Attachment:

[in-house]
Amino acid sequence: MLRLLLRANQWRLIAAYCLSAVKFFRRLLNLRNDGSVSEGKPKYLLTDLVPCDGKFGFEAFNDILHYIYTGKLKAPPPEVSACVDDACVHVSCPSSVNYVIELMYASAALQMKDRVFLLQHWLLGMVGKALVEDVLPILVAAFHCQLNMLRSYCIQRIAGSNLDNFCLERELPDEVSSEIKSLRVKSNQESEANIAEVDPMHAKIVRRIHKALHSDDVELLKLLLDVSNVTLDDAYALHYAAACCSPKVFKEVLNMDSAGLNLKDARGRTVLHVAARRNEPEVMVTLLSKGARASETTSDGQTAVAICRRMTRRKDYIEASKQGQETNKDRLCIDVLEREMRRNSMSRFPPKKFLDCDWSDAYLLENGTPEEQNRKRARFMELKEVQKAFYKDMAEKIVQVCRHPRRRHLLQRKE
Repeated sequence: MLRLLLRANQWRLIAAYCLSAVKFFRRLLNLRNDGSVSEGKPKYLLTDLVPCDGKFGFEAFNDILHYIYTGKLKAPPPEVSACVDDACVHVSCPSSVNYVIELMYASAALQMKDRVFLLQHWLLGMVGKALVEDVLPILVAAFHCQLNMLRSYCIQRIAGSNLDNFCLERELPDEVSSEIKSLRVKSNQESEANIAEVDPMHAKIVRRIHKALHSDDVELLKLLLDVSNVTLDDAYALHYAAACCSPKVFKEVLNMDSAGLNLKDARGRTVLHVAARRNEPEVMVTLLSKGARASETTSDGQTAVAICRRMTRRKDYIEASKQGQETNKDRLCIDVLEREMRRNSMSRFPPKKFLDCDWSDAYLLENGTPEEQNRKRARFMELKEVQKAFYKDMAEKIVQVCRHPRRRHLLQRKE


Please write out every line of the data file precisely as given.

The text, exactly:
[in-house]
Amino acid sequence: MLRLLLRANQWRLIAAYCLSAVKFFRRLLNLRNDGSVSEGKPKYLLTDLVPCDGKFGFEAFNDILHYIYTGKLKAPPPEVSACVDDACVHVSCPSSVNYVIELMYASAALQMKDRVFLLQHWLLGMVGKALVEDVLPILVAAFHCQLNMLRSYCIQRIAGSNLDNFCLERELPDEVSSEIKSLRVKSNQESEANIAEVDPMHAKIVRRIHKALHSDDVELLKLLLDVSNVTLDDAYALHYAAACCSPKVFKEVLNMDSAGLNLKDARGRTVLHVAARRNEPEVMVTLLSKGARASETTSDGQTAVAICRRMTRRKDYIEASKQGQETNKDRLCIDVLEREMRRNSMSRFPPKKFLDCDWSDAYLLENGTPEEQNRKRARFMELKEVQKAFYKDMAEKIVQVCRHPRRRHLLQRKE
Repeated sequence: MLRLLLRANQWRLIAAYCLSAVKFFRRLLNLRNDGSVSEGKPKYLLTDLVPCDGKFGFEAFNDILHYIYTGKLKAPPPEVSACVDDACVHVSCPSSVNYVIELMYASAALQMKDRVFLLQHWLLGMVGKALVEDVLPILVAAFHCQLNMLRSYCIQRIAGSNLDNFCLERELPDEVSSEIKSLRVKSNQESEANIAEVDPMHAKIVRRIHKALHSDDVELLKLLLDVSNVTLDDAYALHYAAACCSPKVFKEVLNMDSAGLNLKDARGRTVLHVAARRNEPEVMVTLLSKGARASETTSDGQTAVAICRRMTRRKDYIEASKQGQETNKDRLCIDVLEREMRRNSMSRFPPKKFLDCDWSDAYLLENGTPEEQNRKRARFMELKEVQKAFYKDMAEKIVQVCRHPRRRHLLQRKE